Ultra-budget airlines Spirit and Frontier expanding services at Houston airports


Spirit and Frontier Airlines are making moves in the Houston market as strong travel demand continues throughout the summer months. 

Frontier announced Tuesday that the ultra-low-cost carrier will begin flying a daily route between its base of operations at Denver International Airport and William P. Hobby Airport in Houston, according to Houston Business Journal’s Olivia Pulsinelli. Introductory fares for flights scheduled between September 7 and October 28 will begin at $69 for travelers who purchase tickets before July 27, according to the company. These prices do not include ancillary charges for additional bags or preferred seat assignments.

“We are excited to announce a new ultra low-fare flight option between Denver and Houston Hobby with daily nonstop service beginning in September,” said Fronter Senior VP of commercial Daniel Shurz, per Pulsinelli. “There is strong consumer demand for flights between these two destinations, and consumers can now enjoy the convenience and affordability of Frontier’s ‘Low Fares Done Right.'”

Spirit officials on Tuesday announced plans to open a new base of operations at Houston’s George Bush International Airport which would base 150 pilots and 300 flight attendants at the Bayou City’s largest airprot. During a ribbon-cutting ceremony at the carrier’s new aircraft maintenance facility at Bush, officials with the Florida-based carrier praised Houston as a strategic foothold for the company’s future expansion plans, according to Pulsinelli.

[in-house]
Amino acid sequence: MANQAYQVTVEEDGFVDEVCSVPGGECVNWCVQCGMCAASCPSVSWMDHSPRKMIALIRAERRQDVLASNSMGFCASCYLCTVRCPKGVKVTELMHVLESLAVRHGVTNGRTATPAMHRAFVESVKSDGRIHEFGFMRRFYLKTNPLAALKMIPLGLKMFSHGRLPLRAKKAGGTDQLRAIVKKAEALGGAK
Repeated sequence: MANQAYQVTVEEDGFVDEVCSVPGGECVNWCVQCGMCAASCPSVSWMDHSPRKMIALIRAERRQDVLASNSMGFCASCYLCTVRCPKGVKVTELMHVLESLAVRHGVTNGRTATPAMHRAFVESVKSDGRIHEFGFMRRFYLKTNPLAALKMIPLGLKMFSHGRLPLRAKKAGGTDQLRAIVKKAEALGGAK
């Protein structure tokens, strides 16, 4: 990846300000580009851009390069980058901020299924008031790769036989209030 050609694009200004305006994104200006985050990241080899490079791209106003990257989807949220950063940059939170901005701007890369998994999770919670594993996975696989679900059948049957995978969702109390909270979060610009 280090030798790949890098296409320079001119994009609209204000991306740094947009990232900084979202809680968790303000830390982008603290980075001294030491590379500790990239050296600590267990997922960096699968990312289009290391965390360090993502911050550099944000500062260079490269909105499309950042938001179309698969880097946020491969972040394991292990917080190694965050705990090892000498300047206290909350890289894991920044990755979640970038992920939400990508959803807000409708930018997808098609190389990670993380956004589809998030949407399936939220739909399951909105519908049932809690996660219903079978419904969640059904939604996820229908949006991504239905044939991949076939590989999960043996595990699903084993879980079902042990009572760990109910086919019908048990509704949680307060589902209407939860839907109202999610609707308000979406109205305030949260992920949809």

“Houston is perfectly suited for a new crew base because of its strategic location within Spirit’s network, and it will complement Spirit’s diverse mix of domestic and international flight activity out of IAH,” the carrier announced in a statement. Nick Bartolotta, Spirit VP of Operations, said the company sees Houston as a vital part of its flight network going forward.  “Houston is a key international gateway in our flight network, and we greatly appreciate the strong partnership with the city and airport that helped make this opportunity a reality.”

“This year marks our 10th anniversary in Houston, and it’s the perfect time to celebrate this expansion that will bolster the foundation of our operation as our airline continues to grow,” Bartolotta said. 


Spirit and Frontier’s expanding Houston footprint comes as the two companies navigate a potential merger that has seen a number of delays and complications this summer. Last week, Spirit delayed a shareholder vote on its merger with Frontier for the fourth time in two months, according to The Wall Street Journal’s Will Feuer. The proposed acquisition would make the combined airline the fifth-largest carrier in the U.S. Negotiations, however, have been muddied by a surprise bid from low-fare competitor JetBlue Airways, which in May launched a hostile takeover bid offering to buy out all of Spirit’s outstanding stock at a substantial markup.

JetBlue has since incrementally raised its offer in an effort to sweeten the deal. The bidding war comes as U.S. airlines contend with historic demand from travelers returning to the skies this summer.



 



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